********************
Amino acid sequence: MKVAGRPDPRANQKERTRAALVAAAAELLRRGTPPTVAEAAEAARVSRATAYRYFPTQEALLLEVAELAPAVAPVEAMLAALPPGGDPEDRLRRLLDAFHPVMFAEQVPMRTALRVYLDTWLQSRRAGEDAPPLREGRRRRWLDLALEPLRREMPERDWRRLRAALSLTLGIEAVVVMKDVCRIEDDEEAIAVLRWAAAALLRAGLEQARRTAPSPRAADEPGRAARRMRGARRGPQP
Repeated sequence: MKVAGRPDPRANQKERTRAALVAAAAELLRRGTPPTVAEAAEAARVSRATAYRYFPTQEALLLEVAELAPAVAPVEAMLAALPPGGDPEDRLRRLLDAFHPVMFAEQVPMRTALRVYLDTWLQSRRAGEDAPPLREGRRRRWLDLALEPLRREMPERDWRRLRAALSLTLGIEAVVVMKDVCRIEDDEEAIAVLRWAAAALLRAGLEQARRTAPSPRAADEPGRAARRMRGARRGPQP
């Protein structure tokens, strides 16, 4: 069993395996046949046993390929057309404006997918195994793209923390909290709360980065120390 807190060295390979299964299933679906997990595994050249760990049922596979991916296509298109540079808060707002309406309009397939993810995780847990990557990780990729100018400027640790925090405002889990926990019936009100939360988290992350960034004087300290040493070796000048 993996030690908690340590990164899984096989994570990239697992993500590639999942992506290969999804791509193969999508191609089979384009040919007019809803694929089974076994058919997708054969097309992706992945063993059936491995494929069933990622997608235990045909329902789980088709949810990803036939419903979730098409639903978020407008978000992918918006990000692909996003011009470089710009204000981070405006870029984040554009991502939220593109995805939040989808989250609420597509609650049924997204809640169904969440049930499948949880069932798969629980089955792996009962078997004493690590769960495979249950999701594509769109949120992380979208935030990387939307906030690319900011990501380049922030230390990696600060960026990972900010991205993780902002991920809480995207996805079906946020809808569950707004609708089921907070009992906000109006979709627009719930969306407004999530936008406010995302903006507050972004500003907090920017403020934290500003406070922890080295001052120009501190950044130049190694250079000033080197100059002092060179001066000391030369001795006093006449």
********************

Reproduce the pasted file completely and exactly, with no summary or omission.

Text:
Amino acid sequence: MKVAGRPDPRANQKERTRAALVAAAAELLRRGTPPTVAEAAEAARVSRATAYRYFPTQEALLLEVAELAPAVAPVEAMLAALPPGGDPEDRLRRLLDAFHPVMFAEQVPMRTALRVYLDTWLQSRRAGEDAPPLREGRRRRWLDLALEPLRREMPERDWRRLRAALSLTLGIEAVVVMKDVCRIEDDEEAIAVLRWAAAALLRAGLEQARRTAPSPRAADEPGRAARRMRGARRGPQP
Repeated sequence: MKVAGRPDPRANQKERTRAALVAAAAELLRRGTPPTVAEAAEAARVSRATAYRYFPTQEALLLEVAELAPAVAPVEAMLAALPPGGDPEDRLRRLLDAFHPVMFAEQVPMRTALRVYLDTWLQSRRAGEDAPPLREGRRRRWLDLALEPLRREMPERDWRRLRAALSLTLGIEAVVVMKDVCRIEDDEEAIAVLRWAAAALLRAGLEQARRTAPSPRAADEPGRAARRMRGARRGPQP
């Protein structure tokens, strides 16, 4: 069993395996046949046993390929057309404006997918195994793209923390909290709360980065120390 807190060295390979299964299933679906997990595994050249760990049922596979991916296509298109540079808060707002309406309009397939993810995780847990990557990780990729100018400027640790925090405002889990926990019936009100939360988290992350960034004087300290040493070796000048 993996030690908690340590990164899984096989994570990239697992993500590639999942992506290969999804791509193969999508191609089979384009040919007019809803694929089974076994058919997708054969097309992706992945063993059936491995494929069933990622997608235990045909329902789980088709949810990803036939419903979730098409639903978020407008978000992918918006990000692909996003011009470089710009204000981070405006870029984040554009991502939220593109995805939040989808989250609420597509609650049924997204809640169904969440049930499948949880069932798969629980089955792996009962078997004493690590769960495979249950999701594509769109949120992380979208935030990387939307906030690319900011990501380049922030230390990696600060960026990972900010991205993780902002991920809480995207996805079906946020809808569950707004609708089921907070009992906000109006979709627009719930969306407004999530936008406010995302903006507050972004500003907090920017403020934290500003406070922890080295001052120009501190950044130049190694250079000033080197100059002092060179001066000391030369001795006093006449």